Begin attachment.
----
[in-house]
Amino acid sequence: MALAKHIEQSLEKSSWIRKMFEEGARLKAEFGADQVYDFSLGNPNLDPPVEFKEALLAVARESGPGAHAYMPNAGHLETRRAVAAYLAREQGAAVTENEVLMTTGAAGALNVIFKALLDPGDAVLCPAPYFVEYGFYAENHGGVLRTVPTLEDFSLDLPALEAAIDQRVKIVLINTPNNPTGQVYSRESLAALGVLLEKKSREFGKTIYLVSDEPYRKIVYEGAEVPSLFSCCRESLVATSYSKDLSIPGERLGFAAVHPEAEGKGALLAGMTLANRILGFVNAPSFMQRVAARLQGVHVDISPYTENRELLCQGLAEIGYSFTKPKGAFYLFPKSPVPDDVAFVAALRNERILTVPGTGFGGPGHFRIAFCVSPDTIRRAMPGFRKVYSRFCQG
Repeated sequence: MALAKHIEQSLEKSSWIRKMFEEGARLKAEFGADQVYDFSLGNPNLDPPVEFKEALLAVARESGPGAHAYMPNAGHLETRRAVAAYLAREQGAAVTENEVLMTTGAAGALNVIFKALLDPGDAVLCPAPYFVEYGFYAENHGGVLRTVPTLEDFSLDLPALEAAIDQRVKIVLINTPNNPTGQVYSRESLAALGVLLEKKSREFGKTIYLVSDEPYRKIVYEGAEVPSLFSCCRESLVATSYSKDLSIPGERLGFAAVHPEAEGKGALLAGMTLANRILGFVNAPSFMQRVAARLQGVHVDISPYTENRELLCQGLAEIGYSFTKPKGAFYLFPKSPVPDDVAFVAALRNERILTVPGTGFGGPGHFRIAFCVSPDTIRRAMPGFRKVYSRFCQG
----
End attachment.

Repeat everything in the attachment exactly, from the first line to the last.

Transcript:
[in-house]
Amino acid sequence: MALAKHIEQSLEKSSWIRKMFEEGARLKAEFGADQVYDFSLGNPNLDPPVEFKEALLAVARESGPGAHAYMPNAGHLETRRAVAAYLAREQGAAVTENEVLMTTGAAGALNVIFKALLDPGDAVLCPAPYFVEYGFYAENHGGVLRTVPTLEDFSLDLPALEAAIDQRVKIVLINTPNNPTGQVYSRESLAALGVLLEKKSREFGKTIYLVSDEPYRKIVYEGAEVPSLFSCCRESLVATSYSKDLSIPGERLGFAAVHPEAEGKGALLAGMTLANRILGFVNAPSFMQRVAARLQGVHVDISPYTENRELLCQGLAEIGYSFTKPKGAFYLFPKSPVPDDVAFVAALRNERILTVPGTGFGGPGHFRIAFCVSPDTIRRAMPGFRKVYSRFCQG
Repeated sequence: MALAKHIEQSLEKSSWIRKMFEEGARLKAEFGADQVYDFSLGNPNLDPPVEFKEALLAVARESGPGAHAYMPNAGHLETRRAVAAYLAREQGAAVTENEVLMTTGAAGALNVIFKALLDPGDAVLCPAPYFVEYGFYAENHGGVLRTVPTLEDFSLDLPALEAAIDQRVKIVLINTPNNPTGQVYSRESLAALGVLLEKKSREFGKTIYLVSDEPYRKIVYEGAEVPSLFSCCRESLVATSYSKDLSIPGERLGFAAVHPEAEGKGALLAGMTLANRILGFVNAPSFMQRVAARLQGVHVDISPYTENRELLCQGLAEIGYSFTKPKGAFYLFPKSPVPDDVAFVAALRNERILTVPGTGFGGPGHFRIAFCVSPDTIRRAMPGFRKVYSRFCQG